“But all the words that you spit from your face / Add up to nothin’ / you got nothin’ to say”
Every self-respecting music snob knows the answer to this riddle: Beatles or Stones? And I am firmly in accord with the prevailing wisdom that the run of Kinks albums from Something Else (1967) to Muswell Hillbillies (1971) are pretty much perfect. But square in the middle of these is Arthur, the one I haven’t quite been able to crack—and I’ve tried for more than twenty years. Don’t get me wrong, there are moments here, it just hasn’t revealed itself to me as the top-to-bottom masterpiece it is for others. But my love for the band tells me I have still more work to put in on this one. Fortunately, there was a time in the rememberable past when you could get an original Kinks LP for something like $15…
“Victoria” is a reasonable imitation of the Kinks playing themselves, but the dynamics feel overly calculated and fail to get me bopping. Overdubs of a band hooting and hollering along to their own songs is one of my least favorite moves, and this is the first of a few guilty of this. “Yes Sir, No Sir” starts like a solid Kinks track two, but the horns and fussy bridge reveal the song to be overly beholden to a concept, and I’m beginning to understand why it all falls a bit flat for me. Commissioned for a television program that was never produced, the record is left to stand on its own, and the whole thing might be more unapologetically British than I can appreciate—but they’ve sung of tea on pretty much every record, so not sure that’s the problem. (I’m not even going into the lyrical content of the album, and admittedly growing up in war-torn England is not my experience. But usually a clever phrase will jump out at me for the header of my post, particularly after years of hearing a record, but I had to go searching for the one above, doubling as a bit of deprecating doubt of this album assessment).
Given the subject matter of young and innocent soldiers perishing on the battlefield, “Some Mother’s Son” should be devastating, but registers as little more than a plot point. The patchiness extends to the track sequencing, and the second half of the side doesn’t flow as well as it might (with the powerful “Brainwashed” in particular feeling a bit stranded on both ends). “Drivin’” is a jaunty throwback to Face To Face (1966), and is one of the few convincingly standalone tracks. To these ears, Dave Davies is the star of the record, with a wonderful clarity to his guitar playing throughout that doesn’t come through in quite the same way on the other albums. “Brainwashed” with its dramatic intro and Dave’s more characteristic crunch, is the other singularly striking song, and for that reason made it onto a number of mixtapes of mine over the years. It’s the one time that the horns integrate into the overall sound nicely, whereas the bombastic arrangement and pounding piano fail to add much excitement to “Australia”—which seems to go on even longer than the Stones’ “Sing This All Together.”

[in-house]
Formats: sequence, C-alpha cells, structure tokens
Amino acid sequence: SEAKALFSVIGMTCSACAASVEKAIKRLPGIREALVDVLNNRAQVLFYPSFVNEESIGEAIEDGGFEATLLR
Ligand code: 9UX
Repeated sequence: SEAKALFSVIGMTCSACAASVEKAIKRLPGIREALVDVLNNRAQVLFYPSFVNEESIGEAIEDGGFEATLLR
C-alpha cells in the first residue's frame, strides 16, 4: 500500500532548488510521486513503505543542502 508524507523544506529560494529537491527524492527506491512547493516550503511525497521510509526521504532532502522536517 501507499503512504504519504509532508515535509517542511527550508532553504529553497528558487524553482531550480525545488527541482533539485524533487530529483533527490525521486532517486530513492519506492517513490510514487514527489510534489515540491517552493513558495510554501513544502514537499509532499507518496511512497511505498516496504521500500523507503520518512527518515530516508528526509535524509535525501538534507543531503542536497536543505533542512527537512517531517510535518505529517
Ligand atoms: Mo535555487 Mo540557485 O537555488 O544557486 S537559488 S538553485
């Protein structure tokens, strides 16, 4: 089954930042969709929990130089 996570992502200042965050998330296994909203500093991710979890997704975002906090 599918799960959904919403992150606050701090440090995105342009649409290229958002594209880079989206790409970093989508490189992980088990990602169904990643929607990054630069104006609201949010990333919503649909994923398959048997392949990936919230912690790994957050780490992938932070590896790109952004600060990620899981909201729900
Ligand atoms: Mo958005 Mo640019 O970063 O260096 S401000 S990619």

Side Two and the first mention of brother Ray, who struggles to fit all the words he’s written into “Shangri-La”—when he should know better than anyone that the three syllables of the title are all that are needed for a moving chorus. The horns again are indifferently played by session men, who contribute little more than a “Yellow Submarine”-like fanfare. There’s lots of tricky changes on this and “Mr. Churchill Says” and while the air raid section of the latter is one of the more thrilling and impeccably played bits of the album, it’s also one of several instances where too many ideas get in the way of a good song. The silly “She’s Bought a Hat Like Princess Maria” is the other tune that found its way onto my comp tapes decades ago, though we should all regret that kazoo by now. The lovely acoustic outro of “Young and Innocent Days” is the most striking thing about that song, and with “Nothing To Say” a reprise of “Yes Sir, No Sir” it does little more than serve its thematic function. The comparatively direct rocker “Arthur” would work better as a closer if it didn’t carry the burden of wrapping up the sketchy journey that precedes it.
I’m not trying to take Arthur down a notch, I just suspect it might be too-tied to its teleplay, and calling it “indulgent” wouldn’t mean anything if the gambit happened to come off. Individually compelling songs can have their greater cumulative effect (a la Village Green Preservation Society, 1968) but there’s simply no “Animal Farm” or “Sunny Afternoon” here, and both of those prove that a beautifully simple idea is enough. I love the next two conceptually looser albums—Lola (1970) and Muswell (1971)—but I check out completely when Ray’s theatrical tendencies take over for the whole of 1970s. I suppose there’s no convincing a listener—particularly oneself—of a thing that just works—or doesn’t. (Can it really be explained how last week’s record is just plain perfect?). The pleasures of the other albums in this classic Kinks period manage to be both immediate and enduring—and Arthur is somehow neither for me.